25. Really, science isn’t decided by consensus. That’s the humanities folks. Science is about facts.

    The IPCC key finding – that C02 sensitivity in the atmosphere is very high, is looking suspect. Everyone would agree that C02 affects temperature, the difference is in the degree. Before the IPCC the figure around was that a doubling in C02 will give you a 0.5 – 1.5 K increase in temperature and doublings beyond that will give you logarithmically decreasing increases. The IPCC maintains that it is 2.5 – 4 K and that this keeps happening with doublings in C02.

    There are some facts that look pretty bad for the climate predictions. The temperatures this decade have been stable or mildly decreasing while C02 has been increasing. This shouldn’t be happening according to the IPCC models. Also the tropical troposphere is NOT heating up as the IPCC models suggest should happen.

    There is quite a lot out there by skeptics that is serious and well worth reading. A good place to start is: A Sketical Layman’s Guide to Anthropogenic Global Warming. Have a look at Roger Pielke, climate audit and climate change daily.

    Sacha, one of the common things thrown at those who oppose the IPCC is that they won’t let outside experts in to review their findings. You would, presumably let some people in to study your Abelian Groups or whatever who worked primarily on non Abelian groups or whatever. Also some of the chapters are overseen by people whose work is the core of the chapters rather than someone independent.

    It will be very interesting to see what happens in Australia. The legislation for the ETS is being drafted as we write. The plan is to introduce it to parliament in the first few months of next year.

    However, the rest of the world has changed course. Europe will not be able to bring in an ETS as a coalition of the Poles, Italians, Portugese and others has formed to block it. Germany has become far less keen on the deal than it was months ago. The financial crisis has severely downed the outlook for it. China and India have indicated that they will not constrain their emmissions in any way. The new administration in the US has not made a call, but it will be interesting to see how they proceed given that they will be facing a serious downturn.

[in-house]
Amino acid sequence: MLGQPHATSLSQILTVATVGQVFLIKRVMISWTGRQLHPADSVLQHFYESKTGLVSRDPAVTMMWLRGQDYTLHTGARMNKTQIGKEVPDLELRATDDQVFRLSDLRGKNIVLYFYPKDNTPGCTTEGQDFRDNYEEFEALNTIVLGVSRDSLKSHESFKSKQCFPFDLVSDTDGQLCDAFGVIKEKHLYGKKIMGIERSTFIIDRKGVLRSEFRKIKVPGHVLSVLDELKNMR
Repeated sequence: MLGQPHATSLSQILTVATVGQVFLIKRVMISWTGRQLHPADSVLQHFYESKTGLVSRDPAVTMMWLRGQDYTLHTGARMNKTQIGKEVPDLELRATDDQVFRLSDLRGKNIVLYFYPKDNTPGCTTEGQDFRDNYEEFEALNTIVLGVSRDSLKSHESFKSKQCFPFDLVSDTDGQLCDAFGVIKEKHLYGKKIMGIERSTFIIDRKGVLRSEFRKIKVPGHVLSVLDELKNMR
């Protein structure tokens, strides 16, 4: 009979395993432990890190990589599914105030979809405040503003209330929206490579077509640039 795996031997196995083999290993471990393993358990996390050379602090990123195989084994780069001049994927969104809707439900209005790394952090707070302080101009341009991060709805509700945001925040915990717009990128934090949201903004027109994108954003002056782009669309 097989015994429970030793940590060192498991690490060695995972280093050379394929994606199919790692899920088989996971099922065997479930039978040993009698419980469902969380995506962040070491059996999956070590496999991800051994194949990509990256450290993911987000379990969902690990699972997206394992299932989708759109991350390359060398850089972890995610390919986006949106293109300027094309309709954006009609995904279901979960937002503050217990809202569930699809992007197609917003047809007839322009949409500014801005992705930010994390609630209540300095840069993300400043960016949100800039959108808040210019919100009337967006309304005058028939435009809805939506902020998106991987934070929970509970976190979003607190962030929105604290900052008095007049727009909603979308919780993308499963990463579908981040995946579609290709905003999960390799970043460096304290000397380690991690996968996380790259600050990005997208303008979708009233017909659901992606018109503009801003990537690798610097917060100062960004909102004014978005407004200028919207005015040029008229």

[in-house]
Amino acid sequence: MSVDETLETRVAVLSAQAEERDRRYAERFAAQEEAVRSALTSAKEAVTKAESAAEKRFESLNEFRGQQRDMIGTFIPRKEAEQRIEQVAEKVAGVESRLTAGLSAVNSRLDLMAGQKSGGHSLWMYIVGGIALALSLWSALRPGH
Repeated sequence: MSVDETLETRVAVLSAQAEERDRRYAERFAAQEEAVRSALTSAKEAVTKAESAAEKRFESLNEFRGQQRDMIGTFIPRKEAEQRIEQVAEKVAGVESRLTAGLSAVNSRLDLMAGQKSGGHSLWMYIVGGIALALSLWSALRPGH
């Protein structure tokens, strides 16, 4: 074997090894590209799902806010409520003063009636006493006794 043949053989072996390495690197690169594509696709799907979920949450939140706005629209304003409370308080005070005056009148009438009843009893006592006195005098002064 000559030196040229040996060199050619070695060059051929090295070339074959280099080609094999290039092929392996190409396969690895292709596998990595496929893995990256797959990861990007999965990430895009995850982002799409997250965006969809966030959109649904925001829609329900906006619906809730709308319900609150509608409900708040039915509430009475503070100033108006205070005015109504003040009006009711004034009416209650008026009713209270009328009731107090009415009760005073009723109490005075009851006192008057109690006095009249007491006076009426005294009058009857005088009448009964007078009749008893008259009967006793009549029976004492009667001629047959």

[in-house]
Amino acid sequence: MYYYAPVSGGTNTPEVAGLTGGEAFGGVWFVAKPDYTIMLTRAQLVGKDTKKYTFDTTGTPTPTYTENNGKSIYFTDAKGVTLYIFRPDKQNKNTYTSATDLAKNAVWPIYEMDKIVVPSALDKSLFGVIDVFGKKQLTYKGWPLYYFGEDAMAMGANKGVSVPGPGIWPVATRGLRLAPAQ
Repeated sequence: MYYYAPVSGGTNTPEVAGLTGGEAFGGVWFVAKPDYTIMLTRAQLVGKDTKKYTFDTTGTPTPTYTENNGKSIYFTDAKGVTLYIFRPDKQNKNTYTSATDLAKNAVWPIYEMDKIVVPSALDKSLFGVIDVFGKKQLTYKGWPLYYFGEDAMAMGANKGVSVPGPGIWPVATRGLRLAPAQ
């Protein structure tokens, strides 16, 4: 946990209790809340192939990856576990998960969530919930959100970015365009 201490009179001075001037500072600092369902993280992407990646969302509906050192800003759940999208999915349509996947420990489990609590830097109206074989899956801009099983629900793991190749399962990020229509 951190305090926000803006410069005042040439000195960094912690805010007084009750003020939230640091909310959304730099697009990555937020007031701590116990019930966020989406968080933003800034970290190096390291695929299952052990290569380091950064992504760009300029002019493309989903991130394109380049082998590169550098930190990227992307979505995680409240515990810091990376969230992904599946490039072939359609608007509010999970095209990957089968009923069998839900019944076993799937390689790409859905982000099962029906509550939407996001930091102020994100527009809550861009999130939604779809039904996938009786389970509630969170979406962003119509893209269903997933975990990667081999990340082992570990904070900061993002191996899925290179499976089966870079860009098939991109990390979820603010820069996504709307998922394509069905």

So, Australia is left as about the only developed country that intends to establish an ETS.

    When threatened with a real ETS industry will start to complain and will complain vigorously. Once they get serious about running a scare campaign it will be, as Sir Humphrey Appleby would say, a very bold move to press ahead with an ETS in Australia.


  26. The IPCC key finding – that C02 sensitivity in the atmosphere is very high, is looking suspect. Everyone would agree that C02 affects temperature, the difference is in the degree. Before the IPCC the figure around was that a doubling in C02 will give you a 0.5 – 1.5 K increase in temperature and doublings beyond that will give you logarithmically decreasing increases. The IPCC maintains that it is 2.5 – 4 K and that this keeps happening with doublings in C02.

    Pedro, you are wrong. The IPCC didn’t substantially alter the climate sensitivity numbers (after all they only did a review of the existing literature). There has been no large revision upwards. For example, the 1981 review by the Australian Academy of Sciences “The CO2-Climate Connection” gives estimates which are broadly similar to the IPCC (1-2 degrees in low latitudes and 4-6 degrees in high latitudes).

    The tropospheric trends are fraught with error and it’s a brave soul that rests a theory on them. The “sceptics” should think back to the days when they were crowing about the troposphere cooling and the resulting egg on their faces when the trends turned out to be wrong and the models right.

    I would strongly suggest that you read up on noise before making too bigger deal about recent temperature trends.